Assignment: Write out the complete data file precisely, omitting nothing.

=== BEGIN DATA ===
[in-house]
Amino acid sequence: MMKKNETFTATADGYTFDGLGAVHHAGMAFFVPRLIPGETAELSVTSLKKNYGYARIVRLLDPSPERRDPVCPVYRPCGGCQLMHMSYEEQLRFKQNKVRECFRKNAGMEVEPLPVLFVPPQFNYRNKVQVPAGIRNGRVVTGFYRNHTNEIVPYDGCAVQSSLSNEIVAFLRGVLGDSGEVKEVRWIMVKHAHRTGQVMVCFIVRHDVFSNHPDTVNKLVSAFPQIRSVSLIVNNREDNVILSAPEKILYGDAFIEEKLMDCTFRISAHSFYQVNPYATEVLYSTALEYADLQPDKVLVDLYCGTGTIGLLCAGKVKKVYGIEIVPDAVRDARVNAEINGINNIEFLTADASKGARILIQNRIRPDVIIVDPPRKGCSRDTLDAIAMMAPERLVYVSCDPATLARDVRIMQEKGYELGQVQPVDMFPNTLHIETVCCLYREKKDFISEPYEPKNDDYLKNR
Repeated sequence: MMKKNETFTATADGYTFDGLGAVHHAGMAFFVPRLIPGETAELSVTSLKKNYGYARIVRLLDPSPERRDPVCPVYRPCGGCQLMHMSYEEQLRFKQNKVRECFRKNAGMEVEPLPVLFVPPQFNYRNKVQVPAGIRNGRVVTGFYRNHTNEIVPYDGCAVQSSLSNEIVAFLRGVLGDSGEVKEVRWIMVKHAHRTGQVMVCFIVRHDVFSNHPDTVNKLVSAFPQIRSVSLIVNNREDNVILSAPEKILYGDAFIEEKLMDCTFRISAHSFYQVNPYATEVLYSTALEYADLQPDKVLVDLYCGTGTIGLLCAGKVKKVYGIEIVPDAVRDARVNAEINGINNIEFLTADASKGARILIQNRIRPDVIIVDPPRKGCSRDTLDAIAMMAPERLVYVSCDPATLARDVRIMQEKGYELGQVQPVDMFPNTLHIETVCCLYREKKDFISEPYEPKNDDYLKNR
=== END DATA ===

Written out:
[in-house]
Amino acid sequence: MMKKNETFTATADGYTFDGLGAVHHAGMAFFVPRLIPGETAELSVTSLKKNYGYARIVRLLDPSPERRDPVCPVYRPCGGCQLMHMSYEEQLRFKQNKVRECFRKNAGMEVEPLPVLFVPPQFNYRNKVQVPAGIRNGRVVTGFYRNHTNEIVPYDGCAVQSSLSNEIVAFLRGVLGDSGEVKEVRWIMVKHAHRTGQVMVCFIVRHDVFSNHPDTVNKLVSAFPQIRSVSLIVNNREDNVILSAPEKILYGDAFIEEKLMDCTFRISAHSFYQVNPYATEVLYSTALEYADLQPDKVLVDLYCGTGTIGLLCAGKVKKVYGIEIVPDAVRDARVNAEINGINNIEFLTADASKGARILIQNRIRPDVIIVDPPRKGCSRDTLDAIAMMAPERLVYVSCDPATLARDVRIMQEKGYELGQVQPVDMFPNTLHIETVCCLYREKKDFISEPYEPKNDDYLKNR
Repeated sequence: MMKKNETFTATADGYTFDGLGAVHHAGMAFFVPRLIPGETAELSVTSLKKNYGYARIVRLLDPSPERRDPVCPVYRPCGGCQLMHMSYEEQLRFKQNKVRECFRKNAGMEVEPLPVLFVPPQFNYRNKVQVPAGIRNGRVVTGFYRNHTNEIVPYDGCAVQSSLSNEIVAFLRGVLGDSGEVKEVRWIMVKHAHRTGQVMVCFIVRHDVFSNHPDTVNKLVSAFPQIRSVSLIVNNREDNVILSAPEKILYGDAFIEEKLMDCTFRISAHSFYQVNPYATEVLYSTALEYADLQPDKVLVDLYCGTGTIGLLCAGKVKKVYGIEIVPDAVRDARVNAEINGINNIEFLTADASKGARILIQNRIRPDVIIVDPPRKGCSRDTLDAIAMMAPERLVYVSCDPATLARDVRIMQEKGYELGQVQPVDMFPNTLHIETVCCLYREKKDFISEPYEPKNDDYLKNR